4. ANXIOUS SLEEP, DOGS, AND MONKEYS: Over the course of this trip I have learned to sleep in almost any condition, but I didn’t sleep well this night for a variety of reasons, hunger being one of them, fear of getting caught for trespassing being another. In the middle of the night two dogs found me and stood a few meters away barking at my tent for about 15 minutes. I didn’t move an inch. The lights came on in the house and I heard people talking but fortunately nobody came out with a rifle. I woke up this morning to howler monkeys hooting and growling right above my tent (Scared the spandex off of me! Howler monkeys are the loudest land animal in the world and they throw their voices at you like a tin can filled with Read the rest of this entry »

Nikki’s Latest Update. We’re in Costa Rica!

22 02 2010

Well dernit, I guess I can’t use Nikki for her updates anymore. Oh well, I’ll milk this for what it’s worth while she’s still here ­čÖé

Celebrating WI-FI and milkshakes at the Dome in beach town Uvitas, Costa Rica

In all seriousness, having a green friend from Arizona join Ride for the Trees for the past month has been a blessing. Nikki, thanks for the good company, you’ve been an inspiration, especially when you encourage me to “Hurry up and pick up those diapers!” from the side of the road. (We’ve been towing forest garbage around Central America. Thank you for not littering along my route. The load gets heavy sometimes!)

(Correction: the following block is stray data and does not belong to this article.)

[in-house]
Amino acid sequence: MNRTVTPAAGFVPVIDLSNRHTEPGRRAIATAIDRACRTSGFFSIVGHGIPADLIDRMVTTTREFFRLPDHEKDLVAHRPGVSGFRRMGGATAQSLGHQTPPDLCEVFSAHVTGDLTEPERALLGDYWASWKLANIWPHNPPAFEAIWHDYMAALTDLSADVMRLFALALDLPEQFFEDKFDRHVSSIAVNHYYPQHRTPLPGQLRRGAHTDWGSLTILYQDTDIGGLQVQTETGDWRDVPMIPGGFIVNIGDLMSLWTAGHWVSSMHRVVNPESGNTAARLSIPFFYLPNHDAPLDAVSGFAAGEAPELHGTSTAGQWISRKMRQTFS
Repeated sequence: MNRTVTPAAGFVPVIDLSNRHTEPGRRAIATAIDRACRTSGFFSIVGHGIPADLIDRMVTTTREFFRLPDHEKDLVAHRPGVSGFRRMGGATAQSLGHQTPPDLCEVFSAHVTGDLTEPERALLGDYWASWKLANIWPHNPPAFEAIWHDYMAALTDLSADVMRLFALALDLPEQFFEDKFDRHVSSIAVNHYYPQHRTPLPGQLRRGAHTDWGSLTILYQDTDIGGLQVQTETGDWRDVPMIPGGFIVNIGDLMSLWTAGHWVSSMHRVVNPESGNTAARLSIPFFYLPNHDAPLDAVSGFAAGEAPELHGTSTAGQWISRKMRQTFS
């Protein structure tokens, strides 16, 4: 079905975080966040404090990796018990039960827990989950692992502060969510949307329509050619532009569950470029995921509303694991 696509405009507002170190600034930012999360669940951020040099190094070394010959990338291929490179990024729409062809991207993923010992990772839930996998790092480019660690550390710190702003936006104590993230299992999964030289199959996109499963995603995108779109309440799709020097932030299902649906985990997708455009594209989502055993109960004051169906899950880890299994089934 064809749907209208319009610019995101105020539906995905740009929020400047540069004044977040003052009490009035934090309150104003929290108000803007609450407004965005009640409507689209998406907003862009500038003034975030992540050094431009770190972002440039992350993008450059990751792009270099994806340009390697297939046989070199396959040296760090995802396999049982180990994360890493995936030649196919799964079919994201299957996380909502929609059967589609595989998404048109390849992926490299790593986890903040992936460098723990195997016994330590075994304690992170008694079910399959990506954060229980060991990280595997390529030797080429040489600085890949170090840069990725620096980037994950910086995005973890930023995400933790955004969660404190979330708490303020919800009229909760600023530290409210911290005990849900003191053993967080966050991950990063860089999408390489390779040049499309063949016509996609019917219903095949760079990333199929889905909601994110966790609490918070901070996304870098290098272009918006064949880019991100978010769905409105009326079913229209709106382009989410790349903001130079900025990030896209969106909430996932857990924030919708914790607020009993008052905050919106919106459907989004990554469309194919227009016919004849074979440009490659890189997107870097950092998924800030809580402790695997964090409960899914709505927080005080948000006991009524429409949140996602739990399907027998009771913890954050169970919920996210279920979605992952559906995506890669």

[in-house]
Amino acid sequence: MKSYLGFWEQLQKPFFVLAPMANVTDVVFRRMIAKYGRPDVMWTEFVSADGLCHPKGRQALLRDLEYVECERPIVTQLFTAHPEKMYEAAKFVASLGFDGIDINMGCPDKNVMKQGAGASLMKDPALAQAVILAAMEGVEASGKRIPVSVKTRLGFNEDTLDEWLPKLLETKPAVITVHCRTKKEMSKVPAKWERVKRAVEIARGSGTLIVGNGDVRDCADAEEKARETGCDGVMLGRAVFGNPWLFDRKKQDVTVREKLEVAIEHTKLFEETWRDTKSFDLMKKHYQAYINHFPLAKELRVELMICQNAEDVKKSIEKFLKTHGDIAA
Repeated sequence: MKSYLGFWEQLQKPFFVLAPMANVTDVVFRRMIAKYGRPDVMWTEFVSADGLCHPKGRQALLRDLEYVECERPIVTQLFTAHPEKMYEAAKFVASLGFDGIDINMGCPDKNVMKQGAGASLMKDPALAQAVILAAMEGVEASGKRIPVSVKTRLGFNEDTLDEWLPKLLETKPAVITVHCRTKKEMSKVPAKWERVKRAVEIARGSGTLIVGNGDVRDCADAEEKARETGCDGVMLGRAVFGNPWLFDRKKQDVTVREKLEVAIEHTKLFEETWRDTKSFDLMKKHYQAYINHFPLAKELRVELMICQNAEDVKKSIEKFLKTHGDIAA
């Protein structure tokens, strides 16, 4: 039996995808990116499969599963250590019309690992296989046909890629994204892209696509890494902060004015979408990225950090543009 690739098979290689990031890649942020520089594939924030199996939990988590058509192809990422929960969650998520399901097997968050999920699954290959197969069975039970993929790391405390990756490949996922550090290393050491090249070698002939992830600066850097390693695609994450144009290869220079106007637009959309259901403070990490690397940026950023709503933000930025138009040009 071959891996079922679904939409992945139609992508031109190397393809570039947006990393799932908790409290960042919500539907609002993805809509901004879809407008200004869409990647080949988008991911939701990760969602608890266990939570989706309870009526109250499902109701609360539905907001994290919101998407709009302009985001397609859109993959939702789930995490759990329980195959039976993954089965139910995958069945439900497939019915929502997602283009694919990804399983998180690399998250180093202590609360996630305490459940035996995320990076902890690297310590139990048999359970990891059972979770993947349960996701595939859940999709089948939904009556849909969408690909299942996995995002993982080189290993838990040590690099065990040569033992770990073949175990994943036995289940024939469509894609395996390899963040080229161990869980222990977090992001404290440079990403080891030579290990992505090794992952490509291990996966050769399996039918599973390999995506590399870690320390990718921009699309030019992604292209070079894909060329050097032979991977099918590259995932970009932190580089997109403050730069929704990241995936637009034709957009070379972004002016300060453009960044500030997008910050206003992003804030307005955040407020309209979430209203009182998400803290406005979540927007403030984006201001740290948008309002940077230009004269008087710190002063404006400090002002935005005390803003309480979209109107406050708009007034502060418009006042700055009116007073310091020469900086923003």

Anywho, here is an excerpt and a few photos from her latest email home outlining the highlights of our beach-to-mountains ride through Costa Rica:

“I love my bike! On 2/13, a very rainy day, we made it into Costa Rica. You may ask how Sam and I motivate ourselves to ride through torrential down pours– if so you clearly have not heard us rap with our chorus being “Riding down the road towards Costa Rica.”

Cruisin' Costa Rica

So it seemed the vegetation rapidly changed to lush “jungle-ness”. In looking at the map and the miles we needed to put in we decided to ride a couple days along the cost, check some beaches, and then head up to the mountains. I was like “sweet, mountains. I’m up for a challenge!” Challenge it was! Try riding up to 10,000 feet through/above clouds, SINGING Hallelujah by┬áLeonard Cohen. The lack of oxygen will get you even if you live at 7,000 and sing the national anthem every morning! (It’s American Pie, Right?)